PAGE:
After kicking the coronavirus can for weeks, the NCAA has finally set an end to its road: Aug. 21.

The NCAA’s three divisions have until that date to decide whether to hold national championships for fall sports. It’s possible the major powers in Division I could choose a different path than the smaller programs in Division III, and the NCAA made it clear in announcements Wednesday that skipping fall sports is possible, depending on the course of the pandemic.

But at least athletes and fans now have a deadline on when to expect long-awaited news on the fate of football and everything else.

By allowing each division to figure out its own course of action, the NCAA’s Board of Governors acknowledged not all schools exist on the same financial platform.

“We understand that each division’s primary focus is health and safety, and some may not be similarly situated in terms of whether its members and governance structure have the resources available to take the necessary precautions (for regular-season competition or championships) given the health data trends and the spread of COVID-19,” the board wrote.

If half the eligible teams in a sport or division cancel or postpone the season, the NCAA won’t hold a championship. A division could choose to hold championships in one event but not others, too, “based on level of risk to the student-athlete.”

The board also stressed its worries over continued outbreaks.

“We have very serious concerns about the continuing high levels of COVID-19 infection in many parts of our nation,” the board wrote. “The board has determined that it will only support moving forward with fall championships and other postseason play if strict conditions are applied and adhered to.”

The NCAA’s guidelines “do not support attempting sports in areas where there is significant spread of the virus,” and schools should work with public health officials about discontinuing a season, based on any deteriorating local conditions.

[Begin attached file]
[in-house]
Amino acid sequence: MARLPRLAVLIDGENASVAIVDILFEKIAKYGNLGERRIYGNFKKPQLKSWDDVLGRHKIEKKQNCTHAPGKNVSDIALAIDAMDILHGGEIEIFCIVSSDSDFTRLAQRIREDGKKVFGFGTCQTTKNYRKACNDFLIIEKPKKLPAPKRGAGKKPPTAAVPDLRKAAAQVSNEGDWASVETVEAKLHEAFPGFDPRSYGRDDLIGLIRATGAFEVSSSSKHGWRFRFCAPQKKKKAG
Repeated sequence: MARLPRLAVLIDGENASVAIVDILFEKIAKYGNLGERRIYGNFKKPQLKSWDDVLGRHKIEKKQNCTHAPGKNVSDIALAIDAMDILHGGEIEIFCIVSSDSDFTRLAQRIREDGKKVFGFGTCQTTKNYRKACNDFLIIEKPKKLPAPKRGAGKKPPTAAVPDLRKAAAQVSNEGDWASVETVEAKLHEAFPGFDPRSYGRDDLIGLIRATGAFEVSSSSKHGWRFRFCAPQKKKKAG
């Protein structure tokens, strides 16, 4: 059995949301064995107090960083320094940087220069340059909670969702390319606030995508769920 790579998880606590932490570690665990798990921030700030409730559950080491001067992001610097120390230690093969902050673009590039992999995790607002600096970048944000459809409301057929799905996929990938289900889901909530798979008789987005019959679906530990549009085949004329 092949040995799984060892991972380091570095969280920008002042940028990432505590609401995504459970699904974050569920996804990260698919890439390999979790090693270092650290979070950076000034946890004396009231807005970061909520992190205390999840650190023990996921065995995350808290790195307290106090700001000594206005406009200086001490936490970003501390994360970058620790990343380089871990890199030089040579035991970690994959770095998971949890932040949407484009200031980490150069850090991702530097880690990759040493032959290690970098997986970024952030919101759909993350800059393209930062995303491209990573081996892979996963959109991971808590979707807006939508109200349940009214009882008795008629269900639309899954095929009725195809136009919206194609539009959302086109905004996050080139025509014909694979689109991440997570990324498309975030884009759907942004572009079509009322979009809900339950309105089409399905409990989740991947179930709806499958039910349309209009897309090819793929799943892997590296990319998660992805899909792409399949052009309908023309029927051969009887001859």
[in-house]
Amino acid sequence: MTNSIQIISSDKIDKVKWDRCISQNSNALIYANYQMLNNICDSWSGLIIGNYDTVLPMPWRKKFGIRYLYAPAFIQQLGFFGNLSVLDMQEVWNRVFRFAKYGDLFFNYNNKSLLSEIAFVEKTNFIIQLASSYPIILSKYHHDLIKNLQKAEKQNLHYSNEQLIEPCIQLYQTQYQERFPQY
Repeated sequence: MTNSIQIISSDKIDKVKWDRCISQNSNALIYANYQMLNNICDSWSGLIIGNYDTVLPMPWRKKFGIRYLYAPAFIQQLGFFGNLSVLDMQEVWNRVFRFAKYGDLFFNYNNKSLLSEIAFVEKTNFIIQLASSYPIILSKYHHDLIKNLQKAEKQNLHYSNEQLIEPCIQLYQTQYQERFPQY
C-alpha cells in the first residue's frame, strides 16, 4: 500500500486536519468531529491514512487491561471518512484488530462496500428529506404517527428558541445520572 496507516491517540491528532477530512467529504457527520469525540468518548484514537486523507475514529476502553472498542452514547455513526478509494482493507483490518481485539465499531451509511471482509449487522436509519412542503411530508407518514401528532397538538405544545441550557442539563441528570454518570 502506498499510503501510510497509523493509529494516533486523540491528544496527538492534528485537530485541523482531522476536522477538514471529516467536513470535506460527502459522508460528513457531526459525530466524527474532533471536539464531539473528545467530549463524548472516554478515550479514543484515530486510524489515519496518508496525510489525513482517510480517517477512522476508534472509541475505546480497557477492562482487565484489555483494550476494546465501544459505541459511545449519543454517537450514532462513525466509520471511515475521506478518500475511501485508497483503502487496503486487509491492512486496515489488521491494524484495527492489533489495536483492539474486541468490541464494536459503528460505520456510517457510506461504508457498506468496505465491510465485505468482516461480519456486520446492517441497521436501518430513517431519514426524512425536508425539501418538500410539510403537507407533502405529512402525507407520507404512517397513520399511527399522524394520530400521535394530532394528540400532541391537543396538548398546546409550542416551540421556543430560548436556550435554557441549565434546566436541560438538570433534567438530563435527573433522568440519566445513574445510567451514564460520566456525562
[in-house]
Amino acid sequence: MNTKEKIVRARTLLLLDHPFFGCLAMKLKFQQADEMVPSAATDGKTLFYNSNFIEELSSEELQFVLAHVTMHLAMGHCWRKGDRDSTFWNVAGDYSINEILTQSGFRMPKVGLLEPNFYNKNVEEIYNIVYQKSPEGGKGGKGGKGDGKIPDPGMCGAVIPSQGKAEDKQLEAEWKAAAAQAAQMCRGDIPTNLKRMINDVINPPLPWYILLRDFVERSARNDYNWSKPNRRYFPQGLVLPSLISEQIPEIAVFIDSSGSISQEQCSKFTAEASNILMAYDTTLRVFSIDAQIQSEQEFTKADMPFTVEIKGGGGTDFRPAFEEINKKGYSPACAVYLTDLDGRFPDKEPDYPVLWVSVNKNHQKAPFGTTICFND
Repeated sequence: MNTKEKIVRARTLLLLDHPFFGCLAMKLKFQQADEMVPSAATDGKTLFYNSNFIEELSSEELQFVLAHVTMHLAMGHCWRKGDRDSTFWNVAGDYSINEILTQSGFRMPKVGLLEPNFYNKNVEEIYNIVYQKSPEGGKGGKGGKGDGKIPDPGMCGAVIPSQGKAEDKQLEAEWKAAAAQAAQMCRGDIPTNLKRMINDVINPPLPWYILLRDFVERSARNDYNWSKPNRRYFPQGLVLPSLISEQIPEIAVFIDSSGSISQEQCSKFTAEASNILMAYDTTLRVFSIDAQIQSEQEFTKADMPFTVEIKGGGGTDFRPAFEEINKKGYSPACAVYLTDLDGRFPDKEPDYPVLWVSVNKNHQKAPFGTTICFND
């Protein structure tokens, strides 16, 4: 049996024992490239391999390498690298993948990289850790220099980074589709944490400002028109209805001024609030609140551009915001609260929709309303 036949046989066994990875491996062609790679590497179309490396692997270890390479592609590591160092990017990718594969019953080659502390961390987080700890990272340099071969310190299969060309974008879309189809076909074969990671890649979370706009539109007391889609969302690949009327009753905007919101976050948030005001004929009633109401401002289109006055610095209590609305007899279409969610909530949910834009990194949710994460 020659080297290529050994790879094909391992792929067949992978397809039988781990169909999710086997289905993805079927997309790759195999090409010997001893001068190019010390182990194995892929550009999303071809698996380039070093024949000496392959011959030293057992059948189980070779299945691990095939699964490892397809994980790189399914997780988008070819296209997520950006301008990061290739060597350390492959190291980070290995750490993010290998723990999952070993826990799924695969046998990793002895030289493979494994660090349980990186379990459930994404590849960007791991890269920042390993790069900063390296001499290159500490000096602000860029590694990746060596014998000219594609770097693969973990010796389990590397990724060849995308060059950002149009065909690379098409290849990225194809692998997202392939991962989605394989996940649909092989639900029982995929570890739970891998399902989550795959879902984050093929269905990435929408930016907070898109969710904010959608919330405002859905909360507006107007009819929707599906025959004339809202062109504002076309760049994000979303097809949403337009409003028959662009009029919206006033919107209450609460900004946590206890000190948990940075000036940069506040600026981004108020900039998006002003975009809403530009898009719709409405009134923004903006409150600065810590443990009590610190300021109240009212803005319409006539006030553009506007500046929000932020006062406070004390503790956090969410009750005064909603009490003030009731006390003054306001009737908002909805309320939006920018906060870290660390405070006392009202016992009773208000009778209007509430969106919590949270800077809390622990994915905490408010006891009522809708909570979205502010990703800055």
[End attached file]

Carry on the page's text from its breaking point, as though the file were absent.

It’s unclear how major college football will be affected. The postseason in FBS football isn’t run by the NCAA; it flows through the College Football Playoff and bowls. Major conferences have been deciding their own scheduling choices on their own in recent weeks.

The NCAA also addressed several other practical factors. Schools must honor the scholarships of any players who choose to opt out because of COVID-19 concerns, but their future eligibility will be determined by each division by next Friday.
Schools cannot require players to waive their legal rights, and they must cover all coronavirus-related medical expenses for athletes.

“Student-athletes should never feel pressured into playing their sport if they do not believe it is safe to do so,” NCAA president Mark Emmert said. “These policies ensure they can make thoughtful, informed decisions about playing this fall.”


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